The Foundation for Individual Rights and Expression (FIRE), in partnership with College Pulse, has released the third annual College Free Speech Rankings, ranking the speech climates of 203 of America’s largest campuses. I am happy to report that my alma mater, the University of Chicago, took the top position in protecting free speech. At the bottom of the list is Columbia university. George Washington University does not fair well. It is 171 out of 203 near the bottom of the ranking.
I have long praised UChicago for its courageous stand in favor of free speech at a time of rising intolerance for opposing views on our campuses. I also have praised Purdue University, which is ranked third after Kansas State University.
I have also been a critic of my other alma mater, Northwestern University, which has been equally prominent in its anti-free speech culture. Northwestern ranks 197 out of 203.
The top five are filled out by Mississippi State University and Oklahoma State University.
The bottom five are also familiar universities for readers of this blog, which are routinely the subject of anti-free speech controversies. That includes Skidmore College (199) (here and here), Georgetown University (here and here and here and here), and University of Pennsylvania (202) (here and here and here).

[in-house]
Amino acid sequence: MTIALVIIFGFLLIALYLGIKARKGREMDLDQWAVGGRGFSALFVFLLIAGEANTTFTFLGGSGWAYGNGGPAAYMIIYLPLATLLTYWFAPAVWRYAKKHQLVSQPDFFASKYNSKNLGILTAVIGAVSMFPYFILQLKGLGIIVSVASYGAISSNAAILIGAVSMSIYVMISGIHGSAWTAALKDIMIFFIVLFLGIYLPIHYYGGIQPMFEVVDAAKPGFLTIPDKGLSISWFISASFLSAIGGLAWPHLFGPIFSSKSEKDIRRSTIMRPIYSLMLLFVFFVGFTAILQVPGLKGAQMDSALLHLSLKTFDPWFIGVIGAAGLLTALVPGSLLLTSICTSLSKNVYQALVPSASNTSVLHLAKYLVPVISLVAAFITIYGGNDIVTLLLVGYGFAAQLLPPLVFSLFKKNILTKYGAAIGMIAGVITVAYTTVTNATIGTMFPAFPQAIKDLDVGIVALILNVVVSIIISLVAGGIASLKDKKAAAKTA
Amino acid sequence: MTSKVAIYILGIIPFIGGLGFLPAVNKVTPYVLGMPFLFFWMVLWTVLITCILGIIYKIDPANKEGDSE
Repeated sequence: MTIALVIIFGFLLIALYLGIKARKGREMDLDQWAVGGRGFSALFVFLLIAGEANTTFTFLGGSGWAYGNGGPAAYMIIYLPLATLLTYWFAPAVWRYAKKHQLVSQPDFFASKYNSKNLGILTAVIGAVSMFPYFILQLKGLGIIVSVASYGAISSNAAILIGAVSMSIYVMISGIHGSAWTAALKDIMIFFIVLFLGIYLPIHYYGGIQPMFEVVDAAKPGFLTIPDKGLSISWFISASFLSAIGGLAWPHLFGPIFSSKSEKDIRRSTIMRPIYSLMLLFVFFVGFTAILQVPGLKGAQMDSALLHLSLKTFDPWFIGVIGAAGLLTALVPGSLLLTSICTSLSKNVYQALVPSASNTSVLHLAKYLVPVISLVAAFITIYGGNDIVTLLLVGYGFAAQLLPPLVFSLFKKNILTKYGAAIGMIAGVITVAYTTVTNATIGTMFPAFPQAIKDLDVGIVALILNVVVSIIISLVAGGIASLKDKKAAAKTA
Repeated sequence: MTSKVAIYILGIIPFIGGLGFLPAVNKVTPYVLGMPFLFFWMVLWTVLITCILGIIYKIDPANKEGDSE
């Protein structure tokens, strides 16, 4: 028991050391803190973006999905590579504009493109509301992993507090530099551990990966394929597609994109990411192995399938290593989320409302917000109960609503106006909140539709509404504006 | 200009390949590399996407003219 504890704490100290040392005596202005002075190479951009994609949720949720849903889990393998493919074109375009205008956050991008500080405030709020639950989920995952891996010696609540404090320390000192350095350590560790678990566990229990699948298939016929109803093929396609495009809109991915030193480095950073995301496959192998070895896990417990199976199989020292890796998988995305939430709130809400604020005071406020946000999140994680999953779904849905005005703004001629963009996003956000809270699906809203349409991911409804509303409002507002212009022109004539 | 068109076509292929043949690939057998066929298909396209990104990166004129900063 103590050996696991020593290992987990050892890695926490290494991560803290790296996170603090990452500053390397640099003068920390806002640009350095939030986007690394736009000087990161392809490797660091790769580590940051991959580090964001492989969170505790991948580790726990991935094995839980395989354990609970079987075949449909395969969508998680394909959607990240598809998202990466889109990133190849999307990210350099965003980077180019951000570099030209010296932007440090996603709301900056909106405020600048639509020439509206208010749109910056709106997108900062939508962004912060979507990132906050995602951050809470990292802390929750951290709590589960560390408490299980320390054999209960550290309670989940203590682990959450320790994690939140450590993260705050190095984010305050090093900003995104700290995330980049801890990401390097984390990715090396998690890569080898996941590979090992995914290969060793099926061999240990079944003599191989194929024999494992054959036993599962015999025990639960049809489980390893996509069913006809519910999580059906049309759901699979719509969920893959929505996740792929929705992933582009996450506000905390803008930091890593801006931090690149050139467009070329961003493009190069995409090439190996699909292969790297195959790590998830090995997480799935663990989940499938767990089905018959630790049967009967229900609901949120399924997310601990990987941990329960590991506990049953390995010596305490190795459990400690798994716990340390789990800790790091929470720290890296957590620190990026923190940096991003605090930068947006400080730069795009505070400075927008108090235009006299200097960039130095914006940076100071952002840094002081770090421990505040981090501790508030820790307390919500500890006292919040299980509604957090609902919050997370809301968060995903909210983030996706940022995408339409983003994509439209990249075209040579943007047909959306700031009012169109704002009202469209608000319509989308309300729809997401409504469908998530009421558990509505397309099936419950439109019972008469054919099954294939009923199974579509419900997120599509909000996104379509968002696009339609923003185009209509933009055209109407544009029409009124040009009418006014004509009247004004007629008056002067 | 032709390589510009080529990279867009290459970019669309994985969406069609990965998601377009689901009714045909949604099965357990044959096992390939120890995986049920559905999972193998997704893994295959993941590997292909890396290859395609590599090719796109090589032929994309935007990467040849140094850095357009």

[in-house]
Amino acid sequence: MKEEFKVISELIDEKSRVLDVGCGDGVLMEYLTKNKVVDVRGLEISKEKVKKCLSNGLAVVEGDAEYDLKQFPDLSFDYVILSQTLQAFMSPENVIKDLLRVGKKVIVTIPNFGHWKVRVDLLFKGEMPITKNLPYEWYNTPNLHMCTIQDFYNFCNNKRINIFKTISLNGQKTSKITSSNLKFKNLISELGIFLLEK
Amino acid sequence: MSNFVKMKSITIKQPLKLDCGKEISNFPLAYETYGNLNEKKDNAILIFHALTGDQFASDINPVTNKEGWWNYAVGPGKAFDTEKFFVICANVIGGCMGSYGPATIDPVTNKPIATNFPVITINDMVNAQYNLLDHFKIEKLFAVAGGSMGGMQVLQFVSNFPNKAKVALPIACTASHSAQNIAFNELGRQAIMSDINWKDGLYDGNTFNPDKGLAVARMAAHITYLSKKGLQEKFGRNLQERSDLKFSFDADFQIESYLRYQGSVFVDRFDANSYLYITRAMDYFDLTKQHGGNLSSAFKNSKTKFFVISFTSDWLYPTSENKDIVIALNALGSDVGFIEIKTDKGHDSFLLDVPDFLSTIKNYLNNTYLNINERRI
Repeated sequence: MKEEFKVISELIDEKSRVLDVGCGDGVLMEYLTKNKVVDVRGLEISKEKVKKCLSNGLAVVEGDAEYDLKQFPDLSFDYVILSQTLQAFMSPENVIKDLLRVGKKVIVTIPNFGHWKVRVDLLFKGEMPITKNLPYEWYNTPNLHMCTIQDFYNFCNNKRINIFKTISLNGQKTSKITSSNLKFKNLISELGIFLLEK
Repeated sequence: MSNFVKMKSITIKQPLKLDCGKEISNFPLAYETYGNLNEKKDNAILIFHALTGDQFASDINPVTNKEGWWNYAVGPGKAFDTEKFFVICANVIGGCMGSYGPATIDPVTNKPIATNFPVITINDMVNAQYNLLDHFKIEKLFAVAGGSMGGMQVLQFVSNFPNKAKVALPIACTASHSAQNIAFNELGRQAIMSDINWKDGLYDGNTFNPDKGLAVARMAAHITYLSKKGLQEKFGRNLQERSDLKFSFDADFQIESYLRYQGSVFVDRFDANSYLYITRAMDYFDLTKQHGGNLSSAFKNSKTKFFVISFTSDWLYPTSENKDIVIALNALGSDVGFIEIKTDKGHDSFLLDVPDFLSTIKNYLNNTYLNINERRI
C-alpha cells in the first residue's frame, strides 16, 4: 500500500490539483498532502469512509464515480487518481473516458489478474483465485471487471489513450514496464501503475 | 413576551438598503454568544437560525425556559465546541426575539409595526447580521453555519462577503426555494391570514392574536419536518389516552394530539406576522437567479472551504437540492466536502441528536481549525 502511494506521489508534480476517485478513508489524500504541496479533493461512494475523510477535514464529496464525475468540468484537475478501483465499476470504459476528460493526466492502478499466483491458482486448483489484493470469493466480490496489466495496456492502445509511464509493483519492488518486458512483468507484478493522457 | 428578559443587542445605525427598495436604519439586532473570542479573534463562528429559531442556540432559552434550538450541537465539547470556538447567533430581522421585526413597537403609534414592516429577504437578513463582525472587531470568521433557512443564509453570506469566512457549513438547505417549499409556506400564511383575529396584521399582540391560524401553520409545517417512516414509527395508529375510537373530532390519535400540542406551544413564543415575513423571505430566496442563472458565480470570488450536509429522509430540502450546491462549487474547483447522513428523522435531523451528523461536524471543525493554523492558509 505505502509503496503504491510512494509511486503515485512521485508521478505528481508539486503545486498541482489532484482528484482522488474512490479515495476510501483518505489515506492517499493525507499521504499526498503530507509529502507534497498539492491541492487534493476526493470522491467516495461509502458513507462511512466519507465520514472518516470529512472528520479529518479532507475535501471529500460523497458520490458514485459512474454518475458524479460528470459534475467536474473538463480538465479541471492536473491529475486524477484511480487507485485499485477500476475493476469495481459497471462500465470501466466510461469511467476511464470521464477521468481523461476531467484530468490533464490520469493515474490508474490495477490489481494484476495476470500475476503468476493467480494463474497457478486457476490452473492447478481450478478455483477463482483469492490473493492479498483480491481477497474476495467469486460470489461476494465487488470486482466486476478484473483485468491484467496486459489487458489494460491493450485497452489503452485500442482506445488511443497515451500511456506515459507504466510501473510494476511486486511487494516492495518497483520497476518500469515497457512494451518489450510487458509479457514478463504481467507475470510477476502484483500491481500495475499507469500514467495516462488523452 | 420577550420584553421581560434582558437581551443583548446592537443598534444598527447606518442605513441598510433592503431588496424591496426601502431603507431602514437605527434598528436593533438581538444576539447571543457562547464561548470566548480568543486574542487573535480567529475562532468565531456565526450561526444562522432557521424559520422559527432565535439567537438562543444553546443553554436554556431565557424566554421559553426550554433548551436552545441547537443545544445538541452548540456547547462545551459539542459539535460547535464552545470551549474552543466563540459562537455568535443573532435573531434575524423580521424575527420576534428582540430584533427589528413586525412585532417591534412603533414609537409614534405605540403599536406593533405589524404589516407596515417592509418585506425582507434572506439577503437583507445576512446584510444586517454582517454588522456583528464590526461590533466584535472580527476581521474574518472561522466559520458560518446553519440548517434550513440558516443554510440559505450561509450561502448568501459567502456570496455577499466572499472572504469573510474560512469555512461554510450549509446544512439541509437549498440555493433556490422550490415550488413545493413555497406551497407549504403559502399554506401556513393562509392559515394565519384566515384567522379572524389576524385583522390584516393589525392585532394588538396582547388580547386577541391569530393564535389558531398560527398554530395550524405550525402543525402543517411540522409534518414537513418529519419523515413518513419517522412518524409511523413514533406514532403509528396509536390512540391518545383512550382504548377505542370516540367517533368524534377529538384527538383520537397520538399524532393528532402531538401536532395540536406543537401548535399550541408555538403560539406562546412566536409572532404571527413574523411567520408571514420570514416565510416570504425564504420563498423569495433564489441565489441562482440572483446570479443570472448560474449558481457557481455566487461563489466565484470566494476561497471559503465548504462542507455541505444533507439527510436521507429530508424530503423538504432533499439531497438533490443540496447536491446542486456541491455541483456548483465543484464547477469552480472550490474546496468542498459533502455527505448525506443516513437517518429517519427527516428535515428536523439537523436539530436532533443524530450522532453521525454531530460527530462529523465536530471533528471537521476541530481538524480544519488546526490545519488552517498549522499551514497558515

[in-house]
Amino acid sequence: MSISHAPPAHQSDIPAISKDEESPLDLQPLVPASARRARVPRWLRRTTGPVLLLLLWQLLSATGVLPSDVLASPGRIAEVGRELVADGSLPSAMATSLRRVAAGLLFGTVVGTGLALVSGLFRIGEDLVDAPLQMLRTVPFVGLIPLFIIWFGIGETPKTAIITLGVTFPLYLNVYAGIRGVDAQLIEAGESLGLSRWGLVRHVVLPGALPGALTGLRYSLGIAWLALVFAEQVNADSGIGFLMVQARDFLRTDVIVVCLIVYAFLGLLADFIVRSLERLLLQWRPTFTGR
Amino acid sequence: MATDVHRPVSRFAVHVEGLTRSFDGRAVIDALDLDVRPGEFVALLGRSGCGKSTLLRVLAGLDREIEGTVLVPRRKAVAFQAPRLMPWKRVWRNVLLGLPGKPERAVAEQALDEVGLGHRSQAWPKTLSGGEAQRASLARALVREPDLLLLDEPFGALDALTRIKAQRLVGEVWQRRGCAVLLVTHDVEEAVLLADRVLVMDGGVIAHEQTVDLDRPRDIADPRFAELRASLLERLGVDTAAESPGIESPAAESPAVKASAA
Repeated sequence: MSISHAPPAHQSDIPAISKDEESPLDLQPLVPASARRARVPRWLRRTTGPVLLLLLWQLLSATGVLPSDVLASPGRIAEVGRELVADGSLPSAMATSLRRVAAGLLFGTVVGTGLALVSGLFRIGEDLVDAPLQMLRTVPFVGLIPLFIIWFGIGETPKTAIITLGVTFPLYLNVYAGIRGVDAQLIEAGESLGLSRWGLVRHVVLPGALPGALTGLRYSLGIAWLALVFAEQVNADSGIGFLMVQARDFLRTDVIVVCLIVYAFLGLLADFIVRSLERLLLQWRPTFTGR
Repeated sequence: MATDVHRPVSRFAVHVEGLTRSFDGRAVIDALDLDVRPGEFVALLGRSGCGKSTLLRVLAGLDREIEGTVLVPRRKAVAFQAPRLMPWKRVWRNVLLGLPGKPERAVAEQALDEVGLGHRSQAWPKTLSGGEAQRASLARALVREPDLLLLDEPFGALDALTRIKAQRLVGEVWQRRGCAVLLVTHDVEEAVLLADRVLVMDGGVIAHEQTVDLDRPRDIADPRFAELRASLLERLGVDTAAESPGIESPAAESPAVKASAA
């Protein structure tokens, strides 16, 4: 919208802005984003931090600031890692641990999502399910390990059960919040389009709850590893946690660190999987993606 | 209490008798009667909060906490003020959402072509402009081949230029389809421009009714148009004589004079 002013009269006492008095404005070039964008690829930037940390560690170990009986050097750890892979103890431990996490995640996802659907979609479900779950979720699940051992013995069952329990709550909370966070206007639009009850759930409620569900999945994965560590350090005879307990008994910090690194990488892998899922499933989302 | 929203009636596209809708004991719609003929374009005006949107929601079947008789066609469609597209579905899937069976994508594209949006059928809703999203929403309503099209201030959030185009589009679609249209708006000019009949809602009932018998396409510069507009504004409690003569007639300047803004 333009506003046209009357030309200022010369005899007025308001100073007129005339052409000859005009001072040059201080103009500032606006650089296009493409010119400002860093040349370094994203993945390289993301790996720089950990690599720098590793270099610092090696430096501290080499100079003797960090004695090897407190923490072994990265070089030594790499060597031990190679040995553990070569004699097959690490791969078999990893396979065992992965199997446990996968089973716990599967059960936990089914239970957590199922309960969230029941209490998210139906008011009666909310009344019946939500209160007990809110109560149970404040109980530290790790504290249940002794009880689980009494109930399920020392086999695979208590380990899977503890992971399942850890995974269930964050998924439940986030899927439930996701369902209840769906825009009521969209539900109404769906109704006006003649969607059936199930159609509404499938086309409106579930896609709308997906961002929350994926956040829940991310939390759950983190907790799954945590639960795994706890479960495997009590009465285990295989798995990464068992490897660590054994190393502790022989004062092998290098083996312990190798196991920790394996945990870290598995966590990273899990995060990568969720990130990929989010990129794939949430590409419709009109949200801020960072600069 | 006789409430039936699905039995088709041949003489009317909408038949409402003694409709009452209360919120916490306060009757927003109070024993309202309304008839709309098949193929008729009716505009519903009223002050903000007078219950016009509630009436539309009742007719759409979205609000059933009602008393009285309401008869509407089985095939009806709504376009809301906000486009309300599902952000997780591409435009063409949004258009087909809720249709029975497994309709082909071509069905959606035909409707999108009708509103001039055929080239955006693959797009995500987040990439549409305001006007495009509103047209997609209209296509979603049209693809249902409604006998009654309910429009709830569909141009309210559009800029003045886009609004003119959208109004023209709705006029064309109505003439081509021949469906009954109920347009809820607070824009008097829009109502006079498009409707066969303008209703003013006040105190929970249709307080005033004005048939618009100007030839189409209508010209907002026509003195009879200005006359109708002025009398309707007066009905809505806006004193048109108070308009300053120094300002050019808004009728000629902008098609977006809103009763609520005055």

There is clearly no penalty or deterrent for university presidents or faculties who have created such environments of intolerance and orthodoxy. They have turned their faculties and classes into echo chambers of an increasingly narrow views and values. Despite polls of students who express fear of expressing themselves, professors dismiss such concerns while continuing to reduce the diversity of viewpoints on their faculties and in publications.
The fact is that the reduction of viewpoint diversity is not just a reflection of intolerance and intellectual rigidity. It also offers greater opportunities for faculty in access to conferences, publications, and speaking events. Other faculty, including some who have contacted this blog with accounts or controversies, are fearful of being publicly targeted by their colleagues or students. In three decades of teaching, I have never seen this level of intolerance and the general lack of support for free speech on many campuses.
The only way to reverse this trend is for students and families to take note of these rankings in both applications and donations. Free speech is not some tangential element to education; it is the very life’s blood of our profession. These faculties are doing lasting damage to higher education with their bias and intolerance. The only hope is to use economic pressure, particularly on university presidents, to support the policies of universities like UChicago in standing firm on free speech.